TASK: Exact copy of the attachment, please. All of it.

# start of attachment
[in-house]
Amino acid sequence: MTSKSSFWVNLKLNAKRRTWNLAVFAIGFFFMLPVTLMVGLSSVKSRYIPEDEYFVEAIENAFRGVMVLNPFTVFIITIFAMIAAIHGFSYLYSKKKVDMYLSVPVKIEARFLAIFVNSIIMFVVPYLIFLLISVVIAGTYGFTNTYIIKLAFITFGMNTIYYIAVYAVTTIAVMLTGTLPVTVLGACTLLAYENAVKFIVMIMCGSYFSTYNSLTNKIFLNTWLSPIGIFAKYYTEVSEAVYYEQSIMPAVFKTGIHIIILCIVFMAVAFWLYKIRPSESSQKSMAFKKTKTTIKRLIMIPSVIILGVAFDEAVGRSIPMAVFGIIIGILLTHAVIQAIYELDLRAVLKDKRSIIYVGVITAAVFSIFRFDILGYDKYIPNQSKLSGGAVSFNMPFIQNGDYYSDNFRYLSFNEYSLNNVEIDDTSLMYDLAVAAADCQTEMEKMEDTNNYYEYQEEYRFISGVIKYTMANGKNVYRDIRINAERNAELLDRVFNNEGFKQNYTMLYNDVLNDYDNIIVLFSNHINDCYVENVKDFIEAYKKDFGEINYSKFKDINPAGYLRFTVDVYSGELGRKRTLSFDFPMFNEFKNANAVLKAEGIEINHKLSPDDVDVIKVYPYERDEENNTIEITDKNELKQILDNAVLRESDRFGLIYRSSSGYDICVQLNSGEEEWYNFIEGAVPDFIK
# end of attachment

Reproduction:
[in-house]
Amino acid sequence: MTSKSSFWVNLKLNAKRRTWNLAVFAIGFFFMLPVTLMVGLSSVKSRYIPEDEYFVEAIENAFRGVMVLNPFTVFIITIFAMIAAIHGFSYLYSKKKVDMYLSVPVKIEARFLAIFVNSIIMFVVPYLIFLLISVVIAGTYGFTNTYIIKLAFITFGMNTIYYIAVYAVTTIAVMLTGTLPVTVLGACTLLAYENAVKFIVMIMCGSYFSTYNSLTNKIFLNTWLSPIGIFAKYYTEVSEAVYYEQSIMPAVFKTGIHIIILCIVFMAVAFWLYKIRPSESSQKSMAFKKTKTTIKRLIMIPSVIILGVAFDEAVGRSIPMAVFGIIIGILLTHAVIQAIYELDLRAVLKDKRSIIYVGVITAAVFSIFRFDILGYDKYIPNQSKLSGGAVSFNMPFIQNGDYYSDNFRYLSFNEYSLNNVEIDDTSLMYDLAVAAADCQTEMEKMEDTNNYYEYQEEYRFISGVIKYTMANGKNVYRDIRINAERNAELLDRVFNNEGFKQNYTMLYNDVLNDYDNIIVLFSNHINDCYVENVKDFIEAYKKDFGEINYSKFKDINPAGYLRFTVDVYSGELGRKRTLSFDFPMFNEFKNANAVLKAEGIEINHKLSPDDVDVIKVYPYERDEENNTIEITDKNELKQILDNAVLRESDRFGLIYRSSSGYDICVQLNSGEEEWYNFIEGAVPDFIK